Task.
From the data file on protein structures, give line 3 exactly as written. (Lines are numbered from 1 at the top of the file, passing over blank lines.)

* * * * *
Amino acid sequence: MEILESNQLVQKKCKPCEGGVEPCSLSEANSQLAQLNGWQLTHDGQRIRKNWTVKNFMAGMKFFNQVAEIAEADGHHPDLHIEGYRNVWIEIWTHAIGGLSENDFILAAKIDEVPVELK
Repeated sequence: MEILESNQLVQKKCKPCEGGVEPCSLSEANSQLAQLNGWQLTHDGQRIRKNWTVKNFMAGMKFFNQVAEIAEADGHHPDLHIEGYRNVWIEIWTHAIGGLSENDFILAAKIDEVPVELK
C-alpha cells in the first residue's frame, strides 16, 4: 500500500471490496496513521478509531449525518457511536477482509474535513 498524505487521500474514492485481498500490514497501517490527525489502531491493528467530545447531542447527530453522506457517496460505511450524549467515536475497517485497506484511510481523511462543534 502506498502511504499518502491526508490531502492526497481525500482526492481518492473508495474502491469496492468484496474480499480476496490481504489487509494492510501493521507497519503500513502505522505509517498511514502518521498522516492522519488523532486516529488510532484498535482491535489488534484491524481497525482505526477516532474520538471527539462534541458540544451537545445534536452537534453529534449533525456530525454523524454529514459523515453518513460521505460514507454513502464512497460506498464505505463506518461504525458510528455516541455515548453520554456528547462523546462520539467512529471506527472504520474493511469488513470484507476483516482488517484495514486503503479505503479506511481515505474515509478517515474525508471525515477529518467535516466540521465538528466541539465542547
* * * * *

C-alpha cells in the first residue's frame, strides 16, 4: 500500500471490496496513521478509531449525518457511536477482509474535513 498524505487521500474514492485481498500490514497501517490527525489502531491493528467530545447531542447527530453522506457517496460505511450524549467515536475497517485497506484511510481523511462543534 502506498502511504499518502491526508490531502492526497481525500482526492481518492473508495474502491469496492468484496474480499480476496490481504489487509494492510501493521507497519503500513502505522505509517498511514502518521498522516492522519488523532486516529488510532484498535482491535489488534484491524481497525482505526477516532474520538471527539462534541458540544451537545445534536452537534453529534449533525456530525454523524454529514459523515453518513460521505460514507454513502464512497460506498464505505463506518461504525458510528455516541455515548453520554456528547462523546462520539467512529471506527472504520474493511469488513470484507476483516482488517484495514486503503479505503479506511481515505474515509478517515474525508471525515477529518467535516466540521465538528466541539465542547